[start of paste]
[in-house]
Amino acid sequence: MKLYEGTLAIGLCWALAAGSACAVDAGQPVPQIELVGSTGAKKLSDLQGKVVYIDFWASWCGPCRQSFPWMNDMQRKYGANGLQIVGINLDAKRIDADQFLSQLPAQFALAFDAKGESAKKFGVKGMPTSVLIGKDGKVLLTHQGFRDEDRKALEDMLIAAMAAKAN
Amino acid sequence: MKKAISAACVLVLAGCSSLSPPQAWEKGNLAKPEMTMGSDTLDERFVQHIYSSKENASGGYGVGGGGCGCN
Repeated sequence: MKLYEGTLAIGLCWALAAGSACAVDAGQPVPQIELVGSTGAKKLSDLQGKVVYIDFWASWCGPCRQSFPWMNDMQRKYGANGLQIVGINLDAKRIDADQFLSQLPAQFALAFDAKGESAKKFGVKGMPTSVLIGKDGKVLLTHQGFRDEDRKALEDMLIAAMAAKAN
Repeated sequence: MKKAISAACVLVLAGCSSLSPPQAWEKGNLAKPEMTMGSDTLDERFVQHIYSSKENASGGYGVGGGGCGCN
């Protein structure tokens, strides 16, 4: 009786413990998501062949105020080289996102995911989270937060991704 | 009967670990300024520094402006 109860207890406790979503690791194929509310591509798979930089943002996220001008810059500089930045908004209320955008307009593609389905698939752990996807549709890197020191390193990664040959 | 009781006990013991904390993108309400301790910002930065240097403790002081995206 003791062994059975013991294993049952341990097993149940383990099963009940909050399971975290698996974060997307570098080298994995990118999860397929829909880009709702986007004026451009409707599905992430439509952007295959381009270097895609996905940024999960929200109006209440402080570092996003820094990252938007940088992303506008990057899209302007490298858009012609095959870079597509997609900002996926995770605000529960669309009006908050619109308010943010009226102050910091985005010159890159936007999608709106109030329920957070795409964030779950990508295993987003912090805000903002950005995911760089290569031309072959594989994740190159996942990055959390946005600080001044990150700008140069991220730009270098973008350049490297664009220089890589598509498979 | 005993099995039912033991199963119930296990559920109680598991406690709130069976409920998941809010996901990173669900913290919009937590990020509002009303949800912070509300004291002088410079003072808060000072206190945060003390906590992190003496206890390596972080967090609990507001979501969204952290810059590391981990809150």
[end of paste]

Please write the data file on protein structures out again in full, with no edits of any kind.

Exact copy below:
[in-house]
Amino acid sequence: MKLYEGTLAIGLCWALAAGSACAVDAGQPVPQIELVGSTGAKKLSDLQGKVVYIDFWASWCGPCRQSFPWMNDMQRKYGANGLQIVGINLDAKRIDADQFLSQLPAQFALAFDAKGESAKKFGVKGMPTSVLIGKDGKVLLTHQGFRDEDRKALEDMLIAAMAAKAN
Amino acid sequence: MKKAISAACVLVLAGCSSLSPPQAWEKGNLAKPEMTMGSDTLDERFVQHIYSSKENASGGYGVGGGGCGCN
Repeated sequence: MKLYEGTLAIGLCWALAAGSACAVDAGQPVPQIELVGSTGAKKLSDLQGKVVYIDFWASWCGPCRQSFPWMNDMQRKYGANGLQIVGINLDAKRIDADQFLSQLPAQFALAFDAKGESAKKFGVKGMPTSVLIGKDGKVLLTHQGFRDEDRKALEDMLIAAMAAKAN
Repeated sequence: MKKAISAACVLVLAGCSSLSPPQAWEKGNLAKPEMTMGSDTLDERFVQHIYSSKENASGGYGVGGGGCGCN
């Protein structure tokens, strides 16, 4: 009786413990998501062949105020080289996102995911989270937060991704 | 009967670990300024520094402006 109860207890406790979503690791194929509310591509798979930089943002996220001008810059500089930045908004209320955008307009593609389905698939752990996807549709890197020191390193990664040959 | 009781006990013991904390993108309400301790910002930065240097403790002081995206 003791062994059975013991294993049952341990097993149940383990099963009940909050399971975290698996974060997307570098080298994995990118999860397929829909880009709702986007004026451009409707599905992430439509952007295959381009270097895609996905940024999960929200109006209440402080570092996003820094990252938007940088992303506008990057899209302007490298858009012609095959870079597509997609900002996926995770605000529960669309009006908050619109308010943010009226102050910091985005010159890159936007999608709106109030329920957070795409964030779950990508295993987003912090805000903002950005995911760089290569031309072959594989994740190159996942990055959390946005600080001044990150700008140069991220730009270098973008350049490297664009220089890589598509498979 | 005993099995039912033991199963119930296990559920109680598991406690709130069976409920998941809010996901990173669900913290919009937590990020509002009303949800912070509300004291002088410079003072808060000072206190945060003390906590992190003496206890390596972080967090609990507001979501969204952290810059590391981990809150």